DISABLED DRIVING LESSONS

Lessons to suit you

Don't let a disability be a barrier to driving

Our disabled driver courses

  • Tailored lessons
    We can tailor driving lessons to your requirements.
  • Specialist instructors
    Find fully-trained disability driving instructors near you.
  • Adapted cars
    Ask about learning to drive in a car adapted to your needs.

I'm a new pupil

Save £4 an hour when you book today

Save £40 on first 10 lessons

We offer a range of flexible lesson booking options – tailor-made to suit you.

And to help you get up and running, we've got great discounts on your first booking (as long as the instructor's participating).

Sign up now to enjoy:
  • Quality cars: all lessons in a new Ford Fiesta or Focus
  • Dedicated one-to-one tuition: no distracting pickups en route
Special offer
  • AA Members can get a £6 per hour discount on the first block booking of 6 hours. Just call 0330 100 7470 and we'll get this sorted for you.2

I'm an existing pupil

Keep on driving

From £25 per hour

Your online driving school account makes it easy to book and manage lessons, plus much more.


Log in now to:
  • Book driving lessons
  • Access learning materials
Can I learn to drive with my disability?

Physical disabilities, problems with hearing, or special educational needs needn’t be a barrier to learning to drive. As technology advances, cars can be better adapted to suit the needs of kinds of drivers.

Although it’s possible to make adaptations to a manual car, most drivers with a physical disability will opt to learn in an automatic. This is because automatics tend to be easier to control, and will also help make sure you don’t become fatigued. You can find out more information about learning in an automatic car here.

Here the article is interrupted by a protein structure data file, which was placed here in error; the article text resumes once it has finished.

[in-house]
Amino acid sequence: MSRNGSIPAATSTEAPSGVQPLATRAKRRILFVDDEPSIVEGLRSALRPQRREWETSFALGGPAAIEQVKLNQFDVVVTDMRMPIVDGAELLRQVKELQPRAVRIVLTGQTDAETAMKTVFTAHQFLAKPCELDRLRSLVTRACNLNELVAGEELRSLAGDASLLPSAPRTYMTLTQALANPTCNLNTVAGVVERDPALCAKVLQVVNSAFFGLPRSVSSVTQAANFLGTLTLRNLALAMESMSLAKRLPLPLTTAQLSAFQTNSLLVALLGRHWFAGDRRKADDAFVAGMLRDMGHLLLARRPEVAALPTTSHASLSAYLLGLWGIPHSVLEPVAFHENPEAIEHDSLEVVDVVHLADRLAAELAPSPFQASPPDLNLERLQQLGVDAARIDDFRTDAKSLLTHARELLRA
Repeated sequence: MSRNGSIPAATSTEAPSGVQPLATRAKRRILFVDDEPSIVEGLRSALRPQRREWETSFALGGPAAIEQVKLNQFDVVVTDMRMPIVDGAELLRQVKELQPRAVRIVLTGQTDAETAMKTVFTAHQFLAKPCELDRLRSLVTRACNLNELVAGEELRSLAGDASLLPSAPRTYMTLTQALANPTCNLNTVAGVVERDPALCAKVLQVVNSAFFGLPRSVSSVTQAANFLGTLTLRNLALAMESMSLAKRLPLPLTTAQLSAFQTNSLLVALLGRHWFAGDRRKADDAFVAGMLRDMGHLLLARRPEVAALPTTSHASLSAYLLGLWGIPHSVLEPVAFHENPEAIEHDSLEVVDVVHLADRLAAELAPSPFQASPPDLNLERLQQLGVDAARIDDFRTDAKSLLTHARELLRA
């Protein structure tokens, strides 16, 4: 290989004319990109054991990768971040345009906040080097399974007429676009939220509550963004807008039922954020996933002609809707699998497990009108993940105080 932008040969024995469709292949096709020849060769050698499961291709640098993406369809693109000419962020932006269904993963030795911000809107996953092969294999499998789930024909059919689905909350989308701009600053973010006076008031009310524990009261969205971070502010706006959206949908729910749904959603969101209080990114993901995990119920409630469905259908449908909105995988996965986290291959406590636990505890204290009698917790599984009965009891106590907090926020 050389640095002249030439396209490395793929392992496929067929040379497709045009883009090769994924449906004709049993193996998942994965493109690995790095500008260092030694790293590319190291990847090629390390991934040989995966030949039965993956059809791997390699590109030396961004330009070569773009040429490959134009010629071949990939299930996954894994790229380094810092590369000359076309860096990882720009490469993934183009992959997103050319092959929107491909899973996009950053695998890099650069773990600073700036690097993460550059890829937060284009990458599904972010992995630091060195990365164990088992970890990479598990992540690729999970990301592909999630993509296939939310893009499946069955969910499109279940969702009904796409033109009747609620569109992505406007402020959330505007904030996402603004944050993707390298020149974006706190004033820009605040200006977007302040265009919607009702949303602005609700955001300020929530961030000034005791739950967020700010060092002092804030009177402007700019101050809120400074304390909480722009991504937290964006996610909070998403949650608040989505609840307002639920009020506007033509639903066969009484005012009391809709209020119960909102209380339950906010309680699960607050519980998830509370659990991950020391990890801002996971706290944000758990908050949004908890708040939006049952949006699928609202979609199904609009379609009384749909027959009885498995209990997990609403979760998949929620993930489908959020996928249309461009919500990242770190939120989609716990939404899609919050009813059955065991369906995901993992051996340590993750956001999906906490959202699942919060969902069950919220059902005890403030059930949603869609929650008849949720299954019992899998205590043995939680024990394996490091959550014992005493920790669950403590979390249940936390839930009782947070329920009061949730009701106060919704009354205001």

To find out more about driving with certain conditions, the Research Institute for Disabled Consumers publishes a range of information for motorists with particular needs. This includes drivers who have:

  • an amputation
  • cerebral palsy
  • arthritis
  • multiple sclerosis
  • restricted growth

There's also guidance for drivers recovering from a brain injury or stroke.

Who should I notify about my condition?

All ‘notifiable’ conditions and disabilities should be reported to the Driver and Vehicle Licensing Agency (DVLA) when applying for your provisional licence. If you live in Northern Ireland, you'll need to notify the Driver and Vehicle Agency (DVA). It’s still possible to drive with a range of conditions and disabilities, so don’t be afraid of declaring anything. Honesty is definitely the best policy here.

If you already have a licence, you’ll need to notify the DVLA or DVA if your condition worsens. You should do so as soon as possible, so they can decide whether this will affect the status of your licence.

You can check if you need to tell the DVLA about your condition here.

Where can I get a car adapted for disability?

If you don’t already know about the Motability Scheme, it helps those with a higher-rate mobility allowance to lease a car or wheelchair accessible vehicle (WAV). The scheme also takes care of the vehicle’s insurance, servicing and maintenance.

Go to the Motability website to search for cars and wheelchair accessible vehicles.

As a disabled driver, where can I park?

Most car parks will have reserved spaces for anyone with a registered disability. And it’s often possible to park in restricted areas on streets, where other drivers may not be able to.

You can also sign up to The Blue Badge scheme for more accessible parking. You can apply for a Blue Badge at GOV.UK. Where you can park varies across councils, so be sure to check with your local council for more details.

Bear in mind that if you’re parking in a spot which is usually restricted, you must display your Blue Badge clearly in the windscreen. If you don’t, you may end up with a ticket.